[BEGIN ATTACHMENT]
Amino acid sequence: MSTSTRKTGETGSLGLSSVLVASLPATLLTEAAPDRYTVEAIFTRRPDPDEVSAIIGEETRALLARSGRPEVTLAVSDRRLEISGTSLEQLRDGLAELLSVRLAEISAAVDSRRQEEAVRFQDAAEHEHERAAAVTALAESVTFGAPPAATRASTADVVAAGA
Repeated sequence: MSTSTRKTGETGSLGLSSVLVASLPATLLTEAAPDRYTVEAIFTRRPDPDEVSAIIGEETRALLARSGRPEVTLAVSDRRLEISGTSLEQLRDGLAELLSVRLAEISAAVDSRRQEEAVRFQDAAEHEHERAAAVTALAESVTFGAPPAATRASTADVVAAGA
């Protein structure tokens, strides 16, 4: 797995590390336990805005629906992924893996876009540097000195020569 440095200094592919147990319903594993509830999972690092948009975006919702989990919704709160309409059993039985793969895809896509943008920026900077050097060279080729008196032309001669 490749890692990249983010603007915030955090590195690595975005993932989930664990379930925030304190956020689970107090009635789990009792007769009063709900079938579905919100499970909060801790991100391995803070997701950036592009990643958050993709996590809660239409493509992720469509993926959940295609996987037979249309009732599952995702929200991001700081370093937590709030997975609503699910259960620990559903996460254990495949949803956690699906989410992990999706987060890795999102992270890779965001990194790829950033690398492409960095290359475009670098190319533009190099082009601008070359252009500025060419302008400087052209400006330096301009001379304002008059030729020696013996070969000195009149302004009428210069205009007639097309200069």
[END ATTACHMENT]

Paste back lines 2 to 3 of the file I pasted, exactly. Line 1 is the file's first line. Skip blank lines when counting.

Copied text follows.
Repeated sequence: MSTSTRKTGETGSLGLSSVLVASLPATLLTEAAPDRYTVEAIFTRRPDPDEVSAIIGEETRALLARSGRPEVTLAVSDRRLEISGTSLEQLRDGLAELLSVRLAEISAAVDSRRQEEAVRFQDAAEHEHERAAAVTALAESVTFGAPPAATRASTADVVAAGA
């Protein structure tokens, strides 16, 4: 797995590390336990805005629906992924893996876009540097000195020569 440095200094592919147990319903594993509830999972690092948009975006919702989990919704709160309409059993039985793969895809896509943008920026900077050097060279080729008196032309001669 490749890692990249983010603007915030955090590195690595975005993932989930664990379930925030304190956020689970107090009635789990009792007769009063709900079938579905919100499970909060801790991100391995803070997701950036592009990643958050993709996590809660239409493509992720469509993926959940295609996987037979249309009732599952995702929200991001700081370093937590709030997975609503699910259960620990559903996460254990495949949803956690699906989410992990999706987060890795999102992270890779965001990194790829950033690398492409960095290359475009670098190319533009190099082009601008070359252009500025060419302008400087052209400006330096301009001379304002008059030729020696013996070969000195009149302004009428210069205009007639097309200069």